18. @Peter I have to disagree – volume low level recruitment – absolutely – niche hard to find skill sets – not in a million years. Watch out for a follow up post about why internal recruiters will never kill professional recruiters!

  19. David Palmer, I am sorry to say that you are so stunningly wrong.

    The culture of HR will never change in a meaningful way. A few might try, perhaps 5-10%, but they will slide back. HR’s role is deeply enculturated and part of the fabric of our workplace.

    You’re dead wrong. I have heard of HR’s transformation for 30 years. Never, ever gonna happen.

  20. @Howard I think HR leaders are broadly reactive rather than progressive and nothing in the last 30 years has been big enough to them to move from their preferred position safely on the fence.
    However the last 2 years have been different. The No 1 priority for businesses over here is to cut cost, wherever and whenever it can. This time HR will embrace the LinkedIn/Direct sourcing cost-cutting trend like sheep and that’s if they’re actually doing any hiring in the first place.

  21. Re: HR trying to save money……..no question that’s a driver:
    why they flocked to ATS systems
    Why they flocked to Job Boards
    Why they are hiring all kinds of internal recruiters

    If it worked most of the time: I would be worried. It doesn’t.


    Because Job Boards only appeal to actively searching candidates: the smallest talent pool of them all.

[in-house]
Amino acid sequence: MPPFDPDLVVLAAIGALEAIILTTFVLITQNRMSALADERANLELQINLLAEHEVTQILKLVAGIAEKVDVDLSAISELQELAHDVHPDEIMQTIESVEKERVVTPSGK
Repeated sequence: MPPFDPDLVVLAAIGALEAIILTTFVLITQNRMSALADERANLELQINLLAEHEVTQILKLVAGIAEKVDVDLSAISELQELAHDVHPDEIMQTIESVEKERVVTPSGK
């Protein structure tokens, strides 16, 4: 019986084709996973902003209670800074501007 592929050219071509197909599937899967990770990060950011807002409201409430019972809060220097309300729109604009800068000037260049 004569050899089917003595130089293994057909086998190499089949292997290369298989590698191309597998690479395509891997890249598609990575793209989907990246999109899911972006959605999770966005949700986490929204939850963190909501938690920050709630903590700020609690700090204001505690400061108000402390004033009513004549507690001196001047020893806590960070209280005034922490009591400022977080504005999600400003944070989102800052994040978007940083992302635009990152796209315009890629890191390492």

Because most HR and Internal Recruiters only have “lateral moves” to offer that few LinkedIn subscribers are interested in.

    The usual internal recruiter calls up and says:
    I represent XYZ company: we noticed you on LinkedIn
    and that you are (say)a Director of XX……

    Would you be interested in discussing an XX role with us?

    Candidate says sure:
    and waits to hear the “why” he should consider a move to his competitors firm

    -Pay?……probably the same
    -Benefits? …nearly identical
    -Vacation?…probably less due to loss of seniority
    -Opportunities?…..well: you have to prove yourself first

    In short: the internal recruiter sells “risk” to candidates.

    What the internal cant say is: The VP is getting fired next month and lots of advancement is coming……cant even hint at change really.

    The internal is bound by the same level of HR gag rules that basically means they can say next to “nothing” to entice a candidate beyond reading off the job description.

    What 3rd party recruiters do first;